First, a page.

Iowa associations say the version of a school funding bill passed by the legislature is not what they had hoped for, but is a step in the right direction of reducing student transportation costs for districts.
Senate File 455, as it was originally introduced last year, would have provided student transportation funding for every district for 10 years. But the House amended the language to only provide a one-time appropriation of $11.2 million, which would only go to districts with per-student transportation costs above the state average.
The Senate passed the House’s version on Tuesday, but lawmakers agreed to revisit the arrangement next year and provide additional funding.
“The bill as it was amended would buy down districts that are above the statewide average in transportation costs, which is $432 per pupil,” said Phil Jeneary, government relations director for the Iowa Association of School Boards. “Any district that is above that would get money to bring them down to the statewide average.”
“Before this bill [went] into effect, the range of expenditures per pupil [ranged] from $10 per student enrolled to $969 per student enrolled, with no options to find other sources of funding to bus students,” said Margaret Buckton, lobbyist for the Rural School Advocates of Iowa and the Urban Education Network.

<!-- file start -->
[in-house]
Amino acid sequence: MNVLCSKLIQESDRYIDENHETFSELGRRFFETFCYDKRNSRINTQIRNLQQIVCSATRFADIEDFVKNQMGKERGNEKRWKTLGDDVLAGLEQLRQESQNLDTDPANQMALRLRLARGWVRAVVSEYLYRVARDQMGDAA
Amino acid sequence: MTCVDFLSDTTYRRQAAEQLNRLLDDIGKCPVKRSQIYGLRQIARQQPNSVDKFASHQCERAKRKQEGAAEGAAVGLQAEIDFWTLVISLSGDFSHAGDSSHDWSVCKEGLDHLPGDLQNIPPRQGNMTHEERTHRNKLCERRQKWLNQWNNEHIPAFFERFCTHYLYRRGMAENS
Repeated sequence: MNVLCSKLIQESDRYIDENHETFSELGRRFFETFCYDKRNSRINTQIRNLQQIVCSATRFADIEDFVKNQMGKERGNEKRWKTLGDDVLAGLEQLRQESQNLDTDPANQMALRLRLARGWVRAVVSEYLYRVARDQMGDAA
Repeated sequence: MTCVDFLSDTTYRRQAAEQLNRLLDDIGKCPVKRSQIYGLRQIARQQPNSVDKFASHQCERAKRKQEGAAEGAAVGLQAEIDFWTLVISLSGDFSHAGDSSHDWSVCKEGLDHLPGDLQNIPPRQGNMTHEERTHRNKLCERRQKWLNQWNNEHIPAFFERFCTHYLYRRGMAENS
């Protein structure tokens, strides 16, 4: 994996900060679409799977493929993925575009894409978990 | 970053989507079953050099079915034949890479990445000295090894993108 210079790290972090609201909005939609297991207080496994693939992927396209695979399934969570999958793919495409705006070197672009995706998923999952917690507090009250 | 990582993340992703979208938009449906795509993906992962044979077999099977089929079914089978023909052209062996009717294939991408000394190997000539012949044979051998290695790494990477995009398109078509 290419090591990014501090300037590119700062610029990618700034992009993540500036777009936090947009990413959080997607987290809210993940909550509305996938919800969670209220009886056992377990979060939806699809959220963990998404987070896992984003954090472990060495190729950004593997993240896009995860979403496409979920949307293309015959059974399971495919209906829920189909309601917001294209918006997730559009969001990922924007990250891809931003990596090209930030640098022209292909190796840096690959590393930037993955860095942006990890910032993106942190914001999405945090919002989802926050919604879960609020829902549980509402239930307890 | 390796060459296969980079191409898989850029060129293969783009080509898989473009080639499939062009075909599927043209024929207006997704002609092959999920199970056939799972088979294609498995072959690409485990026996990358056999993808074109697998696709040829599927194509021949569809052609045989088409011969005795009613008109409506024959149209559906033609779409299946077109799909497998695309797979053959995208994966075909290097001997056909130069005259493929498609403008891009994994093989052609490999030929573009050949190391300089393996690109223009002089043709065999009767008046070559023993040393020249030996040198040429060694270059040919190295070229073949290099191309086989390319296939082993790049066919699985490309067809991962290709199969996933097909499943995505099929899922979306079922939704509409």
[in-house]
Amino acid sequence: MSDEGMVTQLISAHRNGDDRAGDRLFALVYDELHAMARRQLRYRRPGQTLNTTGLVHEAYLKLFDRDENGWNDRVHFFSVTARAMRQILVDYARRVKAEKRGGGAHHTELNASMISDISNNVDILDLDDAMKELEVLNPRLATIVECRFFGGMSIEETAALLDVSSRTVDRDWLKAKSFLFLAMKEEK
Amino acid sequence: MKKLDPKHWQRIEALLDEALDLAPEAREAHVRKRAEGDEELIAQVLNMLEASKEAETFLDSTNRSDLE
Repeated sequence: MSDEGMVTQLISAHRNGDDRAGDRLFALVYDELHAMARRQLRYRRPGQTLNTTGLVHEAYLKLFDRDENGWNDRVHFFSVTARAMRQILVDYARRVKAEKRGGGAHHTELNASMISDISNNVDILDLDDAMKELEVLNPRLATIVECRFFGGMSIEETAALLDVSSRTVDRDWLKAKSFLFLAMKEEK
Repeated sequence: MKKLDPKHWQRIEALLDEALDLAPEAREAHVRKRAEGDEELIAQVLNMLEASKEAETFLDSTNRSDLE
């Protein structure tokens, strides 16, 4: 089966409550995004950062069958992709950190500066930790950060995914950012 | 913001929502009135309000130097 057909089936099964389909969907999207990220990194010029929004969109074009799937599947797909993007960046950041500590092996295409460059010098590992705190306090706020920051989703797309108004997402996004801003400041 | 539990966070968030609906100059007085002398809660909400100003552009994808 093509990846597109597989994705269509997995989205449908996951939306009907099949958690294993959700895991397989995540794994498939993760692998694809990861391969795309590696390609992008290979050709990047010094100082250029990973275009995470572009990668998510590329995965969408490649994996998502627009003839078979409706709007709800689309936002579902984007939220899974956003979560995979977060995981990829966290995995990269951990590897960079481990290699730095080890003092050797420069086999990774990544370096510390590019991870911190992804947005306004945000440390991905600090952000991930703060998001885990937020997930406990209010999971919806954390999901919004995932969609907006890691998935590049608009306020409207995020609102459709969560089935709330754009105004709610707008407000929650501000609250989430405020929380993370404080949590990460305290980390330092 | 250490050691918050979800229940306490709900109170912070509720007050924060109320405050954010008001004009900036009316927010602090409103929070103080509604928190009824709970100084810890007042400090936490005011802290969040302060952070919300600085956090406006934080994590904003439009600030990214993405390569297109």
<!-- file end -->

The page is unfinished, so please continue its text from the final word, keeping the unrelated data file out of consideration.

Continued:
“Most likely it will mostly affect rural districts just because they are a lot larger in terms of square miles,” Jearney added. “While we obviously wish that (original Senate) version had passed, we do thank them for starting down the path of equity. It’s a foot in the door. Every little bit helps, and we’re appreciative that they decided to do something.”
Buckton said that the one-time nature of the funding was a concern, since districts could use their savings in the classroom for things like textbooks and supplies—but not for permanent solutions like hiring new staff. “So next year, future efforts will likely be at getting this funding into the formula, so there is security and predictably of equitable funding,” she said.
Some districts are also as much as $175 above the state cost-per-pupil, which is another gap Buckton seeks to close. “The final version of the bill eliminates $5 of the gap, closing the difference to $170. That’s progress, but we have a long way to go to get to the final result,” she explained.
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